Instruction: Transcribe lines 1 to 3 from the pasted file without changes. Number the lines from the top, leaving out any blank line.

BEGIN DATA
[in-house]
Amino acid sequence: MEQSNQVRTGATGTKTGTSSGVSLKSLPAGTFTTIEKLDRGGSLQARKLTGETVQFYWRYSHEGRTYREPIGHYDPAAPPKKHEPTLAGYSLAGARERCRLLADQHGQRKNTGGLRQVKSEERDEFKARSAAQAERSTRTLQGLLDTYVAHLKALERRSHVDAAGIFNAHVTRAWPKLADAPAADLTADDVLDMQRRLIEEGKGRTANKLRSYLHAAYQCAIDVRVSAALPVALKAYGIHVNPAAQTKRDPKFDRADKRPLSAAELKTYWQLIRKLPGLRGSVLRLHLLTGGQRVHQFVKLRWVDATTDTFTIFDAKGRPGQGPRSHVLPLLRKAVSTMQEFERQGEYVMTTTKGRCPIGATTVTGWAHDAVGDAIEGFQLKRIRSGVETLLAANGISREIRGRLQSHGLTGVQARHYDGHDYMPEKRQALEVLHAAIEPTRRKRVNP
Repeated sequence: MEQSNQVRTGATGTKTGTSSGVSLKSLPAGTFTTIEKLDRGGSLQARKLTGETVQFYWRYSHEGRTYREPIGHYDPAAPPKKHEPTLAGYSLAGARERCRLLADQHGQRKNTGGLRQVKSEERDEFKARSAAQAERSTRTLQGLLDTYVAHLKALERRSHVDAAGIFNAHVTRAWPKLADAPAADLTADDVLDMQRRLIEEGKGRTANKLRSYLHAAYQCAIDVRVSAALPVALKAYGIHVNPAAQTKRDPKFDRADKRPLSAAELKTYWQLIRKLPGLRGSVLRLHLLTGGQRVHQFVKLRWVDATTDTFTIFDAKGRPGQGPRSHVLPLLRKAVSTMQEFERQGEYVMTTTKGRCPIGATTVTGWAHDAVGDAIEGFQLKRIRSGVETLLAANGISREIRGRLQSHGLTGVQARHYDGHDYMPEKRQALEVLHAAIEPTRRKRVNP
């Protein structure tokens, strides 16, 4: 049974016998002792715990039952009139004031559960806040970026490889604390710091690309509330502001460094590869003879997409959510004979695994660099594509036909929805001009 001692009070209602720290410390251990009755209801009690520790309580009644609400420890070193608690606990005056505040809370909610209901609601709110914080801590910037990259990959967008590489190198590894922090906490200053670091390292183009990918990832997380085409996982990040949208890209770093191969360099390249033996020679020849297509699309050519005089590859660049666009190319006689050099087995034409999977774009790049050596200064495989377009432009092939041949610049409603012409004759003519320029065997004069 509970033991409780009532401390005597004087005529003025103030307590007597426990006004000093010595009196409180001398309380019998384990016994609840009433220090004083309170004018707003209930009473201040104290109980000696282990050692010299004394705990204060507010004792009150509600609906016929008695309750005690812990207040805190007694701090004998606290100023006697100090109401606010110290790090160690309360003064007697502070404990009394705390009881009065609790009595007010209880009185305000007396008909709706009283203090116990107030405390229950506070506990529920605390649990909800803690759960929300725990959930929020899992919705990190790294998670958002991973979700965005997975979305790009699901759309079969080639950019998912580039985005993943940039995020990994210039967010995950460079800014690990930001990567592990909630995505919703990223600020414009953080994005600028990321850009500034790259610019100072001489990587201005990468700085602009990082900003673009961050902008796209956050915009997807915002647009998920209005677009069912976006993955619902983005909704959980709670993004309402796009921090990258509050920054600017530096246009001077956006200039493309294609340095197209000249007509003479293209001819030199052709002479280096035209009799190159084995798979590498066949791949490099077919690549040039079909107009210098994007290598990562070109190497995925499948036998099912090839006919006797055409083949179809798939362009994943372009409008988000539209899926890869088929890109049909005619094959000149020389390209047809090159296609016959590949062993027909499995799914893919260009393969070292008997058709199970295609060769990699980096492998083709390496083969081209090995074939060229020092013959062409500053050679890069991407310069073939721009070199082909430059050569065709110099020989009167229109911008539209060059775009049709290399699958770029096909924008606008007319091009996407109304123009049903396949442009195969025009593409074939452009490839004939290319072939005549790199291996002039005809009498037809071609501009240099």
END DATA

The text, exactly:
[in-house]
Amino acid sequence: MEQSNQVRTGATGTKTGTSSGVSLKSLPAGTFTTIEKLDRGGSLQARKLTGETVQFYWRYSHEGRTYREPIGHYDPAAPPKKHEPTLAGYSLAGARERCRLLADQHGQRKNTGGLRQVKSEERDEFKARSAAQAERSTRTLQGLLDTYVAHLKALERRSHVDAAGIFNAHVTRAWPKLADAPAADLTADDVLDMQRRLIEEGKGRTANKLRSYLHAAYQCAIDVRVSAALPVALKAYGIHVNPAAQTKRDPKFDRADKRPLSAAELKTYWQLIRKLPGLRGSVLRLHLLTGGQRVHQFVKLRWVDATTDTFTIFDAKGRPGQGPRSHVLPLLRKAVSTMQEFERQGEYVMTTTKGRCPIGATTVTGWAHDAVGDAIEGFQLKRIRSGVETLLAANGISREIRGRLQSHGLTGVQARHYDGHDYMPEKRQALEVLHAAIEPTRRKRVNP
Repeated sequence: MEQSNQVRTGATGTKTGTSSGVSLKSLPAGTFTTIEKLDRGGSLQARKLTGETVQFYWRYSHEGRTYREPIGHYDPAAPPKKHEPTLAGYSLAGARERCRLLADQHGQRKNTGGLRQVKSEERDEFKARSAAQAERSTRTLQGLLDTYVAHLKALERRSHVDAAGIFNAHVTRAWPKLADAPAADLTADDVLDMQRRLIEEGKGRTANKLRSYLHAAYQCAIDVRVSAALPVALKAYGIHVNPAAQTKRDPKFDRADKRPLSAAELKTYWQLIRKLPGLRGSVLRLHLLTGGQRVHQFVKLRWVDATTDTFTIFDAKGRPGQGPRSHVLPLLRKAVSTMQEFERQGEYVMTTTKGRCPIGATTVTGWAHDAVGDAIEGFQLKRIRSGVETLLAANGISREIRGRLQSHGLTGVQARHYDGHDYMPEKRQALEVLHAAIEPTRRKRVNP